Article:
I signed up for the Zillow Premier Agent program July 2010, so I'm right at 10 months into the program as I write this. I wanted to report on my results, and I will readily admit, that like a lot of things I do in real estate, my results will probably not be typical.
The annual price to be featured in this program was $468 for me. I'm going to show you the results for leads right out of my report from Zillow as of today, May 27, 2011.
- Buyer's agent list views: 203,930
- Showcase Ads: total views: 94,249
- Showcase Ads: total clicks: 57
- Contacts: 63
From my accounting records, dollars in commissions from this program: $0.
Again, your results could be very different from mine, particularly because I'm in a vacation/resort area, and the Zillow approach may work better in a more metropolitan setting. However, here are my experience notes related to these leads:
- The first one was a local attorney who used me to look at homes, then wrote his own contract. Not Zillow's fault, but worth noting.
- At least one-third of the contacts were about properties not in my MLS area, as Zillow would display my ad over a wide area.
- Three communications that set up showings resulted in my being stood up by the contact.
- In general, my perception was that the level of interest and seriousness of the Zillow contacts was low, a lot more shopping than serious buying interest.
- Definitely, the contacts I get from my own website are far more serious, and they found me directly on my blog, which I think adds some credibility.
All of my Buyer Brokerage business comes from my website, and the only marketing I do for that website is Google PPC (Pay Per Click) and normal SEO. My budget is only $120/month, and through experience, ad wording, and site work, my average cost per click has dropped steadily, now averaging around $0.75/click. Using those numbers, that would mean that I pay for approximately 1,920 clicks in a year (160/month) at $0.75 each.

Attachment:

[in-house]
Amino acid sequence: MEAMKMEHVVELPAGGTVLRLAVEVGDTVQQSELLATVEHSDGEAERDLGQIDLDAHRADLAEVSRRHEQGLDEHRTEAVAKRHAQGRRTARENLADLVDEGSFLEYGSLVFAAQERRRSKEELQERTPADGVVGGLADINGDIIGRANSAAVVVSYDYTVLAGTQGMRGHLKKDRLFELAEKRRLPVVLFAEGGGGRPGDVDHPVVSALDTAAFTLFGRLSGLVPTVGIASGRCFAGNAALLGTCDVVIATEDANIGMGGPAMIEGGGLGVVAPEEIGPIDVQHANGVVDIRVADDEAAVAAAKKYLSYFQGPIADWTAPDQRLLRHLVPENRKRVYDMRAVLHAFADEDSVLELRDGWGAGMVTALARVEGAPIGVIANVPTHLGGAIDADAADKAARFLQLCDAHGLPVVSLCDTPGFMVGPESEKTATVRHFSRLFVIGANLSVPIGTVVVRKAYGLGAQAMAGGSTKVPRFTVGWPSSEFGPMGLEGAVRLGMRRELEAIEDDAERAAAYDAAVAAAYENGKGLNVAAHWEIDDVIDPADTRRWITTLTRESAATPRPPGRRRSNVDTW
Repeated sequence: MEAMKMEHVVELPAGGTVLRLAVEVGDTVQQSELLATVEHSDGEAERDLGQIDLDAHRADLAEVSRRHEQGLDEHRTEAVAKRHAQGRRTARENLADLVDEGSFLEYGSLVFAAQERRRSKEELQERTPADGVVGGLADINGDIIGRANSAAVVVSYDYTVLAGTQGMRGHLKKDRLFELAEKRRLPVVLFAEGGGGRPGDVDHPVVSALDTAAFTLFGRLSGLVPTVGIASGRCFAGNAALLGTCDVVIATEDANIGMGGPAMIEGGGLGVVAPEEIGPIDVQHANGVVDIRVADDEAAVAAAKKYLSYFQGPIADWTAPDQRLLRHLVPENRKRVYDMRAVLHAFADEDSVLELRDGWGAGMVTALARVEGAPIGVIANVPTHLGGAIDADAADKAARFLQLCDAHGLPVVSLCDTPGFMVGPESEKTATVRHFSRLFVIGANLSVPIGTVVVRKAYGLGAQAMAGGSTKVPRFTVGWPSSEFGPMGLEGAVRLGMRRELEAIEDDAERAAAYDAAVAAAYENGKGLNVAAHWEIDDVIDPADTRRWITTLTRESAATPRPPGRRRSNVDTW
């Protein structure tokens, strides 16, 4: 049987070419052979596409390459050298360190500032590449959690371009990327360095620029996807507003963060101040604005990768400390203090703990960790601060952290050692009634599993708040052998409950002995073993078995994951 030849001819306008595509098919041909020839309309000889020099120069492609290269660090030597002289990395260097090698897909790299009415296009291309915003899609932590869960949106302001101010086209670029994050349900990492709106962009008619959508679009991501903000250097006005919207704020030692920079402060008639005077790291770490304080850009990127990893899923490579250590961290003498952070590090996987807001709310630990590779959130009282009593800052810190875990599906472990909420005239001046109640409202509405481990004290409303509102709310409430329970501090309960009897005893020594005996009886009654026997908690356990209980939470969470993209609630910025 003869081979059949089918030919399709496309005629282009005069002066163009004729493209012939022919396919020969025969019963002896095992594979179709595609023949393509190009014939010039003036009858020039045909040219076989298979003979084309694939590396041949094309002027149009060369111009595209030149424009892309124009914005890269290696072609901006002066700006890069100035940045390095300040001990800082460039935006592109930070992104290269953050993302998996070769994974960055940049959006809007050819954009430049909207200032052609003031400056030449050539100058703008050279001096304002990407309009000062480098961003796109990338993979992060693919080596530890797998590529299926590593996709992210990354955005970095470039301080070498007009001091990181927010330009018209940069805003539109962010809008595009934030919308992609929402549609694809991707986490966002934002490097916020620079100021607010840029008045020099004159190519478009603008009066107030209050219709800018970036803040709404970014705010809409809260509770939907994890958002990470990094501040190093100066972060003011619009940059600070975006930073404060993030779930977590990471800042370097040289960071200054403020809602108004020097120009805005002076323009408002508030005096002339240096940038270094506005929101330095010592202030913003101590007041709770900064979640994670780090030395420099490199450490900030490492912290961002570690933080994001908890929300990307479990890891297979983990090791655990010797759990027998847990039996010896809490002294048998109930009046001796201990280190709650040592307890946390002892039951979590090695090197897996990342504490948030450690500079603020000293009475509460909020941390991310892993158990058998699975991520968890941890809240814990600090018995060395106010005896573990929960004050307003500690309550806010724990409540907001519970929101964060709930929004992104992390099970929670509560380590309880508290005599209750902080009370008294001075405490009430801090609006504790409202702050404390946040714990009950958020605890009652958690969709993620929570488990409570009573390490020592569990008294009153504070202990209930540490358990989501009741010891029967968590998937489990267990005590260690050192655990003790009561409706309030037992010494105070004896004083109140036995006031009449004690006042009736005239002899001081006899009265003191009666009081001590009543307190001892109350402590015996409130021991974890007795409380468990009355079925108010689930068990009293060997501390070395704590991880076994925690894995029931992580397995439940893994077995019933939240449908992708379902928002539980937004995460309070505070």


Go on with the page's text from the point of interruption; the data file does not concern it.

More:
If I had spent my $468 on PPC, it would have resulted in approximately 624 clicks, or around an extra 50 clicks/month. That's a 32.5% increase. I would expect something near that increase in my income, but even at 20%, 10%, 5%, or 1%, it would have been more money than zero.
**UPDATE 2016: I upped my budget later to $150/month for Adwords. I was averaging around $0.78 CPC, which means I was getting around 200 clicks through to the site per month.
Again, your results could be a lot better, and probably will be if you work the leads. I responded quickly, usually within an hour to their email inquiries, and most were email, but many gave a phone number and said to call them, which I didn't until I had emailed them the information they wanted and at least received some response back. There were direct phone calls as well, routed from Zillow to my cell phone, but mostly questions that required me to email them detailed listing information or explain that the home they were asking about was outside my practice area. But, more effort might have produced a deal.
However, it is clear to me that my ROI on Google PPC is much much better, so that's where my money will go moving forward. I'll increase my monthly Google budget instead of paying Zillow for a renewal.
**UPDATE: I wanted to update this article, but not because I've changed my opinion. It's just that someone reading it years later, as my Zillow experience was in 2010, could assume I may have changed my idea of relative value of Zillow and Google Adwords. Plus there are more sites out there offering similar leads-for-sale opportunities, so it's a good time to look at it again.
I still find Google Adwords to be far more effective at lead generation, but only if your website is ready to capitalize on the clicks you will get with proper ad wording. Zillow is even bigger now, and I'm sure marketing opportunities on the site for realtors will be more expensive. I still don't see how the quality of the leads can approach my more localized Adwords ads for my site. They brought real estate searchers to my site who were looking for properties in my market area or looking to list. It's more direct and focused than with Zillow advertising.